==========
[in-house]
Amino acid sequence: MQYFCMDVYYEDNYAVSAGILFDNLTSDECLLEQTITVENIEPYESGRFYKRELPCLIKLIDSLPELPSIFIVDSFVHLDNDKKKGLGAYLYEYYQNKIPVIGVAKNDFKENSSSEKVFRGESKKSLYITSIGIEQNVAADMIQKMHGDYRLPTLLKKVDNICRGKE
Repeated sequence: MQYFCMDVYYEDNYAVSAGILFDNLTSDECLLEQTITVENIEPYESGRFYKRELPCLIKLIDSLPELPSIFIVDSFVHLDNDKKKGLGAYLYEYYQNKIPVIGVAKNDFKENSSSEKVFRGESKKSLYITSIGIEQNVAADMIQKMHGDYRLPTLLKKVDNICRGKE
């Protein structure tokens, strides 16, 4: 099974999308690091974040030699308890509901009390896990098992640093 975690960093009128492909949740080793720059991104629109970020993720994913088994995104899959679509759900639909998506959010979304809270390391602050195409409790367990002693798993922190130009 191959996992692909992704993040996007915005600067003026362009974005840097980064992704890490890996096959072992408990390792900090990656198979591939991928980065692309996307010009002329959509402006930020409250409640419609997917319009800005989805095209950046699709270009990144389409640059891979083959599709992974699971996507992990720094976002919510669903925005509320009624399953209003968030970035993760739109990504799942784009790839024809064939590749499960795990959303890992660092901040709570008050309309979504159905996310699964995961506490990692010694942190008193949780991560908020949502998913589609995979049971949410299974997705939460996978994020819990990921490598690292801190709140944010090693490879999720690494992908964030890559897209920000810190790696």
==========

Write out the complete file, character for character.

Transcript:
[in-house]
Amino acid sequence: MQYFCMDVYYEDNYAVSAGILFDNLTSDECLLEQTITVENIEPYESGRFYKRELPCLIKLIDSLPELPSIFIVDSFVHLDNDKKKGLGAYLYEYYQNKIPVIGVAKNDFKENSSSEKVFRGESKKSLYITSIGIEQNVAADMIQKMHGDYRLPTLLKKVDNICRGKE
Repeated sequence: MQYFCMDVYYEDNYAVSAGILFDNLTSDECLLEQTITVENIEPYESGRFYKRELPCLIKLIDSLPELPSIFIVDSFVHLDNDKKKGLGAYLYEYYQNKIPVIGVAKNDFKENSSSEKVFRGESKKSLYITSIGIEQNVAADMIQKMHGDYRLPTLLKKVDNICRGKE
């Protein structure tokens, strides 16, 4: 099974999308690091974040030699308890509901009390896990098992640093 975690960093009128492909949740080793720059991104629109970020993720994913088994995104899959679509759900639909998506959010979304809270390391602050195409409790367990002693798993922190130009 191959996992692909992704993040996007915005600067003026362009974005840097980064992704890490890996096959072992408990390792900090990656198979591939991928980065692309996307010009002329959509402006930020409250409640419609997917319009800005989805095209950046699709270009990144389409640059891979083959599709992974699971996507992990720094976002919510669903925005509320009624399953209003968030970035993760739109990504799942784009790839024809064939590749499960795990959303890992660092901040709570008050309309979504159905996310699964995961506490990692010694942190008193949780991560908020949502998913589609995979049971949410299974997705939460996978994020819990990921490598690292801190709140944010090693490879999720690494992908964030890559897209920000810190790696």